The Reconstruction of William Zero full movie review - Not as good as it could have been...
The premise of this story is very promising - a thriller based on the concept of an apparent twin who turns out not to be all he, at first, thinks he is.
At the risk of not wanting to spoil the movie, I won't say more about how things turn round, but the focus is always on the lead actor, Conal Byrne, who has to play William and William Zero and another allied character with enough distinction between the three that you can keep up with exactly which one he is meant to be.
Thankfully Conal is up to the task and switches characters enough to be identifiably 'different' until the last chapter of the movie when the distinctions deliberately become blurred. As William Zero he has to appear practically clueless as to what is happening to him in the beginning and he almost pulls this off.
Unfortunately the script advances too quickly for us to get a real feeling for the dilemma in which he finds himself and the progression, from what seems to be amnesia to the dawning of understanding exactly what he is, happens abruptly and without enough reaction to be credible.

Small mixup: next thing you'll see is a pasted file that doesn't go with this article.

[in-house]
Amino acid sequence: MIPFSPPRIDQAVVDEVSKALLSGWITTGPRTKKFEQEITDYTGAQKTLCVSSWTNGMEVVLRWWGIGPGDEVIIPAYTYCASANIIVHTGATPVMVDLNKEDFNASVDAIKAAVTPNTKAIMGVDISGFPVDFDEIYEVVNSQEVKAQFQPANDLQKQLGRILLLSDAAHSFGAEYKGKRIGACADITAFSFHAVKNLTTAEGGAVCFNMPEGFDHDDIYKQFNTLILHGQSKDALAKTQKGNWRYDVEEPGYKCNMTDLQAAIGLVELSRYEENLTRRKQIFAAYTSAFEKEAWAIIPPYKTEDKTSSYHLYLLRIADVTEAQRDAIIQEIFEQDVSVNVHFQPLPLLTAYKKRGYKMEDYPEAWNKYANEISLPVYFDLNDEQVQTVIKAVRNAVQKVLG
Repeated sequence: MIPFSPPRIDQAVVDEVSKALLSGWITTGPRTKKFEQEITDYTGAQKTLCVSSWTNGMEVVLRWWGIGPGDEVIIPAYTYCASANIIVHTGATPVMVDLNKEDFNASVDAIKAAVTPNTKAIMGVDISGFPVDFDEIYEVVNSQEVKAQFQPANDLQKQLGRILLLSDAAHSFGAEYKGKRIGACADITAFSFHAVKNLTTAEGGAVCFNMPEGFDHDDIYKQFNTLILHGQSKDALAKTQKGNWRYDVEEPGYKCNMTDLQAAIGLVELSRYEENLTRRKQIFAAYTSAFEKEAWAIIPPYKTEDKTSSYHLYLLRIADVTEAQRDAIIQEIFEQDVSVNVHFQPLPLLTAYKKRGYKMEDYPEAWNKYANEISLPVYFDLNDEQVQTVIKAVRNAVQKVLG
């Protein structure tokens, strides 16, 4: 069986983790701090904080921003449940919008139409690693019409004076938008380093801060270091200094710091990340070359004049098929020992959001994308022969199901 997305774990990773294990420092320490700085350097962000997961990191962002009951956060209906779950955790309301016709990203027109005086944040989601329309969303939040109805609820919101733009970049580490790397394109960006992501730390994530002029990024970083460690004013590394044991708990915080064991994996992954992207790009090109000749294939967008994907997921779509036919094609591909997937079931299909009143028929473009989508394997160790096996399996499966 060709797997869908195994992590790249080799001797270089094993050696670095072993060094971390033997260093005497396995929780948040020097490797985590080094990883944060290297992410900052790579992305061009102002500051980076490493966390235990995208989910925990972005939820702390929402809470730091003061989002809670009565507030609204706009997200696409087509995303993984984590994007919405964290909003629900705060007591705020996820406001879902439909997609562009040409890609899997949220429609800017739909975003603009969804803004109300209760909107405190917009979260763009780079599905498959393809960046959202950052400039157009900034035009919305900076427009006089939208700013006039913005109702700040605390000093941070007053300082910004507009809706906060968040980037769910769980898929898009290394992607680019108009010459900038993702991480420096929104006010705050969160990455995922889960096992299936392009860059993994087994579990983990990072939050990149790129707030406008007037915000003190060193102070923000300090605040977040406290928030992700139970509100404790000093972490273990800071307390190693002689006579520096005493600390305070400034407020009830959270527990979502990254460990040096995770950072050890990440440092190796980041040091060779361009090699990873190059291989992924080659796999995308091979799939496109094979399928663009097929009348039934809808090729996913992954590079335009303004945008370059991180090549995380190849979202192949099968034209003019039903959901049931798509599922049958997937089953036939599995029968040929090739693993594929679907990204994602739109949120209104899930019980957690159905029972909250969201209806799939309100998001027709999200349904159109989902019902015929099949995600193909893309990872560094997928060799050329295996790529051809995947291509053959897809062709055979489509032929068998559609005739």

Similarly the reactions of the other characters in this story are also hurried and, therefore, appear unrealistic. Amy Seimetz, as the (ex) wife, does her best but isn't given enough dialog to carry through her predicament. In the end her conversion to the version of reality that she sees is too sudden and hardly seems in character.
Overall I felt the screenplay was generally too predictable at times, whilst leaving a lot of questions unanswered at others (presumably to try and engender a feeling of mystery). There are twists and turns in the plot which, with better direction or a superior screenplay, could have been more entertaining, even shocking.
The denouement is laughably simple (and requires another improbable leap of faith) and turns out to be what you might have been expecting all along. Of course there's no other outcome that could happen, but to give so many clues along the way, I felt, was unnecessary and leaves a limp ending.
I'm left wondering how many scenes were heavily cut and are left littering the cutting room floor? The progression of the story feels heavily edited and this is the sort of movie where a typical preview of a more twisted, mysterious version might have elicited comments of 'I didn't understand it', forcing a different direction before the launch.
This should have been a movie which throws up more questions, especially moral ones, than there are answers but, in that respect, it fails. On the thriller side it also doesn't score as highly as it could have done. At the end I was just left feeling that this could have been so much better.